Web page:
local man who sells handcrafts to the tourists. Another resident who works as a gardener
in one of the luxury secondary homes stated that ‘I and everyone else here think that
TAMAR is very good. Beside the protection efforts, TAMAR also helps the children
through the mini-guide program. They help the children do something. When I talk to
the people back home about what TAMAR does for the children, nobody believes me’.
A fisherman’s daughter and former mini-guide finds that ‘The children leave the
program completely different. They carry with them great discipline. I see the difference
from when they started to when they leave. They have a greater understanding about our
environment and about TAMAR’. All respondents had similar views about the mini-
guide programme. This shows that environmental education programmes can provide
more than an understanding about the environment, but can also enhance self-esteem
and provide skills that may benefit students in activities that go beyond their engagement
period in the programme.
3.3. The former mini-guides’ assessment of the programme
The seven former students, four women and three men, interviewed for this study are des-
cendants of the local fishing families and had family members working for TAMAR. One of
the earliest mini-guides said that ‘Work for TAMAR is like a family tradition’. One worked
as a gardener, three worked in the food and beverage retail business and three (two women
and one man) worked for TAMAR. At TAMAR, their main responsibilities were inter-
pretation and environmental education to the tourists at the Visitor Center. The women
have been engaged with TAMAR’s educational programmes for about 12 years, while
the man, the youngest of the respondents, has been engaged with it for 5 years.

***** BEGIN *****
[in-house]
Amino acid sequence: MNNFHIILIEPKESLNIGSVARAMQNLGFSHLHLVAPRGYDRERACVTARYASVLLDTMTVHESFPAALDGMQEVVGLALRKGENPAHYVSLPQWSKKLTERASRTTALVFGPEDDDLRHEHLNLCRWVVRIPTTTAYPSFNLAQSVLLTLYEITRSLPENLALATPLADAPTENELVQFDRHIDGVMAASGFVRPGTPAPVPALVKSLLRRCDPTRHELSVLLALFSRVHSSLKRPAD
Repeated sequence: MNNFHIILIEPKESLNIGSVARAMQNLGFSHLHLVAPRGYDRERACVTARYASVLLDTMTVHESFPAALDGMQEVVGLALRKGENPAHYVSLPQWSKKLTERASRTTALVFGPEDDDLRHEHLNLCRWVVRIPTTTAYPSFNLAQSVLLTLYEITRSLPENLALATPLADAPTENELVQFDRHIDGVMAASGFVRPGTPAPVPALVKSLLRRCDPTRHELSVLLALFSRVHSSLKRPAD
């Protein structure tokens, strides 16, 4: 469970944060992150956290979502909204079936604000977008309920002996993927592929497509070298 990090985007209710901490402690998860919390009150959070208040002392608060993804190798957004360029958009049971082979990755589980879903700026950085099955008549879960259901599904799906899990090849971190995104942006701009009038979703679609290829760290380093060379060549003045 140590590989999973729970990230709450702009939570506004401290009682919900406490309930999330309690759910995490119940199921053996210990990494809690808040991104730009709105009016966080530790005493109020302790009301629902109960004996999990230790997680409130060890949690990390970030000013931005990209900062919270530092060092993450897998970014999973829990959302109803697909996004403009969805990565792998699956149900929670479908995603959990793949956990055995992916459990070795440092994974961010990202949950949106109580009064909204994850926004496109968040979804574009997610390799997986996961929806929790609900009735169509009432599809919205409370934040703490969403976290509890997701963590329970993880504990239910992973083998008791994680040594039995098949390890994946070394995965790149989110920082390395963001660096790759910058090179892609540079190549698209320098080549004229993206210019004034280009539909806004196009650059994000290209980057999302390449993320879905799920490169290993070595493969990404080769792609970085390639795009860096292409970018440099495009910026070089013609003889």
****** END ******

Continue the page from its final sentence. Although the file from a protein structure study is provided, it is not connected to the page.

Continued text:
Open-ended questions were used to assess respondents’ knowledge about threats and
existent laws to protect sea turtles. The former mini-guides were asked ‘Are there threats
to sea turtles?’ and ‘Are there laws to protect sea turtles? If they said ‘yes’, they were
asked to explain and give examples. Overall, the former students had a good understanding
of sea turtles, sea turtle conservation and threats to sea turtle survival. By understanding, we
mean being knowledgeable about nesting patterns (i.e. location where turtles hatch) and
historic (i.e. harvesting for food) as well as contemporary threats to sea turtle survival in
the area (i.e. bycatch in fishing gear, pollution and harvesting) and conservation efforts.
For example, when asked whether the community had norms about sea turtles, one respon-
dent said ‘yes’ and explained that if a turtle is stranded, it is taken ‘To TAMAR and we release
them if they get caught in the nets. We used to eat them in the past. Now there is awareness’.
With regard to threats, three respondents said that harvesting continues but less frequently
than in the past ‘Because of the protection and there is greater awareness now’.
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When asked about the benefits provided by the mini-guide programme, the former
students said that they had gained skills and discipline, which, in turn, enhanced their
self-esteem. Comments such as ‘Being a guide helped with my job because it gave m e
the needed knowledge to get a decent job’ and ‘We learn things in the programme that
helps us be more organised, learn more about the environment, and how to work with
the tourist’ demonstrate greater self-esteem regarding respondents’ skills and potential
achievements in this popular tourism destination. For instance, with regard to tourism,
one former mini-guide said that he ‘learned a lot of things because of the tourist. I have
learned English. If it wasn’t for the tourist I would not have learned what I know now’.
These skills provide an added value to their overall knowledge, particularly with a
growing number of international tourists visiting the village. Additionally, the three
TAMAR workers said that they would like to obtain a college degree in the field of environ-